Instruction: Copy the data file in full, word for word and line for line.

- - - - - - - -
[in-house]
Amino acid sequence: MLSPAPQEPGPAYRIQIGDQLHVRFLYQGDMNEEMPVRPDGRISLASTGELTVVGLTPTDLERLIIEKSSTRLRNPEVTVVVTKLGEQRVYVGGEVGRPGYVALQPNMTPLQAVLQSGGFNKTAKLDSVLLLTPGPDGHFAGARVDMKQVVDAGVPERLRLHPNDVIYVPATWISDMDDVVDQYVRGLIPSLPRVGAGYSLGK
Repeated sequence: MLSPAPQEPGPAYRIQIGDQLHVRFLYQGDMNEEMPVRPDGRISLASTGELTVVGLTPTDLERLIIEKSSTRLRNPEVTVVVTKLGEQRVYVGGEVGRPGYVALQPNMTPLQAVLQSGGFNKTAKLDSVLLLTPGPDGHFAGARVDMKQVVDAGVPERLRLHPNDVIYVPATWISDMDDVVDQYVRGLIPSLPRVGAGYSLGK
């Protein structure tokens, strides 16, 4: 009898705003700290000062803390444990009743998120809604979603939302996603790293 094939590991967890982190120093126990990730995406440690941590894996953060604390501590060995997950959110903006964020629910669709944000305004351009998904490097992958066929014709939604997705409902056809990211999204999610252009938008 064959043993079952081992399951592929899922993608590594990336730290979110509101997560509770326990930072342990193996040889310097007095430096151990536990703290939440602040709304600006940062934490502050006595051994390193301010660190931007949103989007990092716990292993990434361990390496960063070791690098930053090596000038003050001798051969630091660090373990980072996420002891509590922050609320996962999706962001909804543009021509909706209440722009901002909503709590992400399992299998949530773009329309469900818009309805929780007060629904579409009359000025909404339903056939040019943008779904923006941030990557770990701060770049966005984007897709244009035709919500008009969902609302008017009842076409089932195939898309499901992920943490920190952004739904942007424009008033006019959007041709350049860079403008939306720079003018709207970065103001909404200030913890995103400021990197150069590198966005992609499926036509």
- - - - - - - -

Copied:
[in-house]
Amino acid sequence: MLSPAPQEPGPAYRIQIGDQLHVRFLYQGDMNEEMPVRPDGRISLASTGELTVVGLTPTDLERLIIEKSSTRLRNPEVTVVVTKLGEQRVYVGGEVGRPGYVALQPNMTPLQAVLQSGGFNKTAKLDSVLLLTPGPDGHFAGARVDMKQVVDAGVPERLRLHPNDVIYVPATWISDMDDVVDQYVRGLIPSLPRVGAGYSLGK
Repeated sequence: MLSPAPQEPGPAYRIQIGDQLHVRFLYQGDMNEEMPVRPDGRISLASTGELTVVGLTPTDLERLIIEKSSTRLRNPEVTVVVTKLGEQRVYVGGEVGRPGYVALQPNMTPLQAVLQSGGFNKTAKLDSVLLLTPGPDGHFAGARVDMKQVVDAGVPERLRLHPNDVIYVPATWISDMDDVVDQYVRGLIPSLPRVGAGYSLGK
């Protein structure tokens, strides 16, 4: 009898705003700290000062803390444990009743998120809604979603939302996603790293 094939590991967890982190120093126990990730995406440690941590894996953060604390501590060995997950959110903006964020629910669709944000305004351009998904490097992958066929014709939604997705409902056809990211999204999610252009938008 064959043993079952081992399951592929899922993608590594990336730290979110509101997560509770326990930072342990193996040889310097007095430096151990536990703290939440602040709304600006940062934490502050006595051994390193301010660190931007949103989007990092716990292993990434361990390496960063070791690098930053090596000038003050001798051969630091660090373990980072996420002891509590922050609320996962999706962001909804543009021509909706209440722009901002909503709590992400399992299998949530773009329309469900818009309805929780007060629904579409009359000025909404339903056939040019943008779904923006941030990557770990701060770049966005984007897709244009035709919500008009969902609302008017009842076409089932195939898309499901992920943490920190952004739904942007424009008033006019959007041709350049860079403008939306720079003018709207970065103001909404200030913890995103400021990197150069590198966005992609499926036509």